My recent rereading kick has lead me back to Italo Calvino's wondrous Invisible Cities. Below I excerpt a passage from near the end of the book.
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Summoned to lay down the rules for the foundation of Perinthia, the astronomers established the place and the day according to the position of the stars; they drew the intersecting lines of the decumanus and the cardo, the first oriented on the passage of the sun and the other like the axis on which the heavens turn. They divided the map according to the twelve houses of the zodiac so that each temple and each neighborhood would receive the proper influence of the favoring constellations; they fixed the point in the walls where gates should be cut, foreseeing how each would frame an eclipse of the moon in the next thousand years. Perinthia--they guaranteed--would reflect the harmony of the firmament; nature's reason and the gods' benevolence would shape the inhabitants' destinies.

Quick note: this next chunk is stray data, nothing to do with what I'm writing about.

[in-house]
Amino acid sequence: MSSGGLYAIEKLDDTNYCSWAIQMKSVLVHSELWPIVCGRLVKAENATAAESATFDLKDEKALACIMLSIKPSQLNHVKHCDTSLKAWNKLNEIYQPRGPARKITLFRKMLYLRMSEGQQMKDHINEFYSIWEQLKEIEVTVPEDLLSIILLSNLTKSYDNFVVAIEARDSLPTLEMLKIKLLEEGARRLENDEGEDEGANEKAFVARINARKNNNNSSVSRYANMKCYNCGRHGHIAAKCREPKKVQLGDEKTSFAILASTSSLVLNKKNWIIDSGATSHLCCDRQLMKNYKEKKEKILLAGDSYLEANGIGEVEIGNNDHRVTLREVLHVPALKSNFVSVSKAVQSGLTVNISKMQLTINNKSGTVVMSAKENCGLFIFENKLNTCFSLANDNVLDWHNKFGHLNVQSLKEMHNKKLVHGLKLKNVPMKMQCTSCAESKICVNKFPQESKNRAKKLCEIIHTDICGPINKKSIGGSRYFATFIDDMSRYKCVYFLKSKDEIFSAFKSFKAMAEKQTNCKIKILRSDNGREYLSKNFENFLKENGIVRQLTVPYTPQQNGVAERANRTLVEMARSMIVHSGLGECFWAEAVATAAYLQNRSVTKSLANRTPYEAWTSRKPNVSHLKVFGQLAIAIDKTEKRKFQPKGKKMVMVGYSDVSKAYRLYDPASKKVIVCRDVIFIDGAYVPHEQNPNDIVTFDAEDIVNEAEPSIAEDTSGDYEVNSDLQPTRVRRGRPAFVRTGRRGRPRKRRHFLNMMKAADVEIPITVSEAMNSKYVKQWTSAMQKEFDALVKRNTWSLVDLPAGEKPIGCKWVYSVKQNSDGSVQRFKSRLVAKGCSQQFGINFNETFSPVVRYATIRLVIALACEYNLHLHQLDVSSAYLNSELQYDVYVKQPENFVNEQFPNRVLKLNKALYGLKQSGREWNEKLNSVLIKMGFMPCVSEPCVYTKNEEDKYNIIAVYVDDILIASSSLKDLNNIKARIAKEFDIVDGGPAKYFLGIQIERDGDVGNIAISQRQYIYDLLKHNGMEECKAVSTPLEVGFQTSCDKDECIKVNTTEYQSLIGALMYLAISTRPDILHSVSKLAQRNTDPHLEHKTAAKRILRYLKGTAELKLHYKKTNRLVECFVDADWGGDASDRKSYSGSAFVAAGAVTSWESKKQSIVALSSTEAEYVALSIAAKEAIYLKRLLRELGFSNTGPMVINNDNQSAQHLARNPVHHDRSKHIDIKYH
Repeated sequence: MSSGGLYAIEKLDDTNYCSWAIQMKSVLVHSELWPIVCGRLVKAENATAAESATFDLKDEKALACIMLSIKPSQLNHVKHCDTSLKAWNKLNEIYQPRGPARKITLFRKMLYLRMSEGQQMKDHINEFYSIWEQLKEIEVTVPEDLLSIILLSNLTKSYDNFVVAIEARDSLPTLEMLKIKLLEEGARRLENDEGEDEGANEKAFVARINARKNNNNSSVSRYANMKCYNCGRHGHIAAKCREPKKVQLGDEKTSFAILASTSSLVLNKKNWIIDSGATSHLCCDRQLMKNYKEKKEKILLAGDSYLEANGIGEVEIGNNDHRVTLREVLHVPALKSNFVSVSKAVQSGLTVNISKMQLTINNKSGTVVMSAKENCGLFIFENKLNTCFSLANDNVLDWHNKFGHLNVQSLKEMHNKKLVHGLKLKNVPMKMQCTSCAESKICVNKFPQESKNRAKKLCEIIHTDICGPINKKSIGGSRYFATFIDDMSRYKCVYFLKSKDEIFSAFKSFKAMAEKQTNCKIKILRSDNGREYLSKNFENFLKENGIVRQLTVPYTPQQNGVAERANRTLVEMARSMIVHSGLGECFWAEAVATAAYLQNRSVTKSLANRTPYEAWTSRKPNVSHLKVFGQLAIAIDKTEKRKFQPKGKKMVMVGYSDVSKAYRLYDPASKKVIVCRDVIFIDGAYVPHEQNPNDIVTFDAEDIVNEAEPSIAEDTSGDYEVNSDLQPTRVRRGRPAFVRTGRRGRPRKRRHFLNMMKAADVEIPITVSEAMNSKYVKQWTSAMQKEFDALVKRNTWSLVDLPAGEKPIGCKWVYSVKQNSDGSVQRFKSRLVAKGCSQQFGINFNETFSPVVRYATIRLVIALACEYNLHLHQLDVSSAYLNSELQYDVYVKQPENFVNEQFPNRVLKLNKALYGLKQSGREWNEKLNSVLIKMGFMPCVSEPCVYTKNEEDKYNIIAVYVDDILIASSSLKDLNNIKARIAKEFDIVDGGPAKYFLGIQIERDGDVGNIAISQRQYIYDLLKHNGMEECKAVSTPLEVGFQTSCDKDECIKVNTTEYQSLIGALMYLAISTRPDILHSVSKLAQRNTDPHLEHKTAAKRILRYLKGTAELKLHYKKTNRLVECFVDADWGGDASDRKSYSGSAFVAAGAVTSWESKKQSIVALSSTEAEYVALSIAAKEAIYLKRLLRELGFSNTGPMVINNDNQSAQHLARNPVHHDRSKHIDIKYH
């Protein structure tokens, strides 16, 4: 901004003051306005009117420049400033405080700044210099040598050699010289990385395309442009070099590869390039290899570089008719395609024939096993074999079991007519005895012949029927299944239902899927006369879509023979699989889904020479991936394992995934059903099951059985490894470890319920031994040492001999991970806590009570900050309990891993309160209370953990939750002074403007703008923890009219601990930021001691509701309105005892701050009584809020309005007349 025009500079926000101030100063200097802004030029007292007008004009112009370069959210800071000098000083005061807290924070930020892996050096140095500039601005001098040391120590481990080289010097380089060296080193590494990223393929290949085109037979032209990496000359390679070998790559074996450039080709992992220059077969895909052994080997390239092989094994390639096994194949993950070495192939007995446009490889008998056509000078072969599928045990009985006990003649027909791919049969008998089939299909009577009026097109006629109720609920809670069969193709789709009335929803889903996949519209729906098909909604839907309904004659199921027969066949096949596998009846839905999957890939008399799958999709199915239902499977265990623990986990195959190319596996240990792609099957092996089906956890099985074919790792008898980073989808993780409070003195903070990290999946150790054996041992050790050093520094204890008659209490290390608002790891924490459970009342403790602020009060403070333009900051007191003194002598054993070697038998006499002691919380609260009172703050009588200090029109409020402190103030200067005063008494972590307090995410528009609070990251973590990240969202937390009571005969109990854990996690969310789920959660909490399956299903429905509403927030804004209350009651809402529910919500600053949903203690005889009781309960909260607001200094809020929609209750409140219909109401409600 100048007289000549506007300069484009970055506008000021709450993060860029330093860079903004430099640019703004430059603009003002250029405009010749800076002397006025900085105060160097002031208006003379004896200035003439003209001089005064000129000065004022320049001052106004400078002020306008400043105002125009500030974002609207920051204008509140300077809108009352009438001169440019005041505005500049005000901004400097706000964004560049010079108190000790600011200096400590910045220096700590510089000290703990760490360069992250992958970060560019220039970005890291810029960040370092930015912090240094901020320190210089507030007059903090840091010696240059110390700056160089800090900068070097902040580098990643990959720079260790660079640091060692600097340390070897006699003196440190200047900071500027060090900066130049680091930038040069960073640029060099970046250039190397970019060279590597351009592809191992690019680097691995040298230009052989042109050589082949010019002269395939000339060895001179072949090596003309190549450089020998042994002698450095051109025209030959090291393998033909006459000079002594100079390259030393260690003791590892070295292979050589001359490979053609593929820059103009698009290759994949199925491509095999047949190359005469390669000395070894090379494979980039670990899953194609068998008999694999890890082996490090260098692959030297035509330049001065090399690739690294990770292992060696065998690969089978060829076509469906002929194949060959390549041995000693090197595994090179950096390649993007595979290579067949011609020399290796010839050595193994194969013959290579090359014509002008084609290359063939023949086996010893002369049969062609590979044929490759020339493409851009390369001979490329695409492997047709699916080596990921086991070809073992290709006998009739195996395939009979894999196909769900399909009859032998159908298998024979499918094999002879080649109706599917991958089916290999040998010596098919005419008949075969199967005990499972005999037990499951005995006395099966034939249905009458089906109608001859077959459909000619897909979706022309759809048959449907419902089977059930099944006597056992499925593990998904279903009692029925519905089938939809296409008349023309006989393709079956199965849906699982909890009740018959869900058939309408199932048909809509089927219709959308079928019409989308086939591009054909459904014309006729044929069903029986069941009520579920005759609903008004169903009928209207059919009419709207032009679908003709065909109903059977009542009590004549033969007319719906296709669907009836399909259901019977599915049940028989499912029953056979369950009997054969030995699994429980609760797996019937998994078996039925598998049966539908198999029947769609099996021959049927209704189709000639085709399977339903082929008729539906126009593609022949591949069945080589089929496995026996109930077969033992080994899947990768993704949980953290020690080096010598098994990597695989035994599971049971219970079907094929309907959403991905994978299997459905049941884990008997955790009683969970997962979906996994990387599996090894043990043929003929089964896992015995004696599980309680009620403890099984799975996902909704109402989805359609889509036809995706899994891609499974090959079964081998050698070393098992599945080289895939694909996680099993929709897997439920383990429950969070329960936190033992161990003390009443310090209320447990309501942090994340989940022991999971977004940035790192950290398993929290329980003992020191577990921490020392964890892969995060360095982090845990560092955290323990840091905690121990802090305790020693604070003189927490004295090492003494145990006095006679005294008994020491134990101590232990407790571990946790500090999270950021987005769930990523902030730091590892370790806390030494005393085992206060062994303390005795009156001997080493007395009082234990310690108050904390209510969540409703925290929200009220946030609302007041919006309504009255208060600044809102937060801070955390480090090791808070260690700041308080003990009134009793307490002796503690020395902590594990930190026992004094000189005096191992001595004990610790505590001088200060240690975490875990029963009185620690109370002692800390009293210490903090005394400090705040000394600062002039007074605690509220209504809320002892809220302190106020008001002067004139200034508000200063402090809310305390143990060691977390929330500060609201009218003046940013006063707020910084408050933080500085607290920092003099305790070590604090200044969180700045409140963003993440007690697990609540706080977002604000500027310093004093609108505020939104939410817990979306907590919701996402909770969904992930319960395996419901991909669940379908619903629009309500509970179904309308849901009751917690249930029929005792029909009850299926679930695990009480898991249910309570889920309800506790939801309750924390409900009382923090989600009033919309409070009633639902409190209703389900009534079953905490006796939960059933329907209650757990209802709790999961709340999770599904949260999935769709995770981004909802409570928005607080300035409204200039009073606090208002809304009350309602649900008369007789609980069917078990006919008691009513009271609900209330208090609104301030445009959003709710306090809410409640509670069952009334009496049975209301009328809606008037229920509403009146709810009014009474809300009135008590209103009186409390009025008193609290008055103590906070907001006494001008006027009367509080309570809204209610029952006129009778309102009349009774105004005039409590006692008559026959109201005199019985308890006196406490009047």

Following the astronomers' calculations precisely, Perinthia was constructed; various peoples came to populate it; the first generation born in Perinthia began to grow within its walls; and these citizens reached the age to marry and have children.
In Perinthia's streets and square today you encounter cripples, dwarfs, hunchbacks, obese men, bearded women. But the worse cannot be seen; guttural howls are heard from cellars and lofts, where families hide children with three heads or with with six legs.
Perinthia's astronomers are faced with a difficult choice. Either they must admit that all their calculations were wrong and their figures are unable to describe the heavens, or else they must reveal that the order of the gods is reflected exactly in the city of monsters.